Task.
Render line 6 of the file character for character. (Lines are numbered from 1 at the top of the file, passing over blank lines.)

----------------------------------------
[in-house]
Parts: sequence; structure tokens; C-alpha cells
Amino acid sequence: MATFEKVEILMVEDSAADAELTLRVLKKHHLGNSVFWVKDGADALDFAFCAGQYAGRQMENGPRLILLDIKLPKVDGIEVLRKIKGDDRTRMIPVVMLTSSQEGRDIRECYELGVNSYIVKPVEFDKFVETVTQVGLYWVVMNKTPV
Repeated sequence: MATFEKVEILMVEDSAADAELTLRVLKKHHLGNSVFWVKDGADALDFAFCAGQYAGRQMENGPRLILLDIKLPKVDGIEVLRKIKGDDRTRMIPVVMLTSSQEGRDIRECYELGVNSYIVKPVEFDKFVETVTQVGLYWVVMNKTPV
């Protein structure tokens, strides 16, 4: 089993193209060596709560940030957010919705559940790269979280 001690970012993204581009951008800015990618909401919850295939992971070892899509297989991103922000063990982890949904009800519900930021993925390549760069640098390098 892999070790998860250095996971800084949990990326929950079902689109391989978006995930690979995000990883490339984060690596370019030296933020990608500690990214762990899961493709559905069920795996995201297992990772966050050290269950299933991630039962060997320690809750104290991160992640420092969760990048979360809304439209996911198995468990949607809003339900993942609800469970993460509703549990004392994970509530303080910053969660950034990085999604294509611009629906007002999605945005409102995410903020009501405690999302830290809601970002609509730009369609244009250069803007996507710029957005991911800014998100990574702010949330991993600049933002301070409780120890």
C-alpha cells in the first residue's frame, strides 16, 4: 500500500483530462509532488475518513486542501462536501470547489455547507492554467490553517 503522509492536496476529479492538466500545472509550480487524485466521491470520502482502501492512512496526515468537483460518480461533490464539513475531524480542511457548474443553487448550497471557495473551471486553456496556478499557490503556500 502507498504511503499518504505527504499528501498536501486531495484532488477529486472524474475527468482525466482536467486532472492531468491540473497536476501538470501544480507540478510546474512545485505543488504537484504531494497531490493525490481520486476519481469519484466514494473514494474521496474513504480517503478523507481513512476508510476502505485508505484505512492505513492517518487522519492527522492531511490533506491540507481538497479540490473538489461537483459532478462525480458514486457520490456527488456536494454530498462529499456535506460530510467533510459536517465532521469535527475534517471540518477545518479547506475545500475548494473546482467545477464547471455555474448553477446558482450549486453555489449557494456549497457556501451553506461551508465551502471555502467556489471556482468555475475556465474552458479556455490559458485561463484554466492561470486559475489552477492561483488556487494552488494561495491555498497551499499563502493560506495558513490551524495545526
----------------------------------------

C-alpha cells in the first residue's frame, strides 16, 4: 500500500483530462509532488475518513486542501462536501470547489455547507492554467490553517 503522509492536496476529479492538466500545472509550480487524485466521491470520502482502501492512512496526515468537483460518480461533490464539513475531524480542511457548474443553487448550497471557495473551471486553456496556478499557490503556500 502507498504511503499518504505527504499528501498536501486531495484532488477529486472524474475527468482525466482536467486532472492531468491540473497536476501538470501544480507540478510546474512545485505543488504537484504531494497531490493525490481520486476519481469519484466514494473514494474521496474513504480517503478523507481513512476508510476502505485508505484505512492505513492517518487522519492527522492531511490533506491540507481538497479540490473538489461537483459532478462525480458514486457520490456527488456536494454530498462529499456535506460530510467533510459536517465532521469535527475534517471540518477545518479547506475545500475548494473546482467545477464547471455555474448553477446558482450549486453555489449557494456549497457556501451553506461551508465551502471555502467556489471556482468555475475556465474552458479556455490559458485561463484554466492561470486559475489552477492561483488556487494552488494561495491555498497551499499563502493560506495558513490551524495545526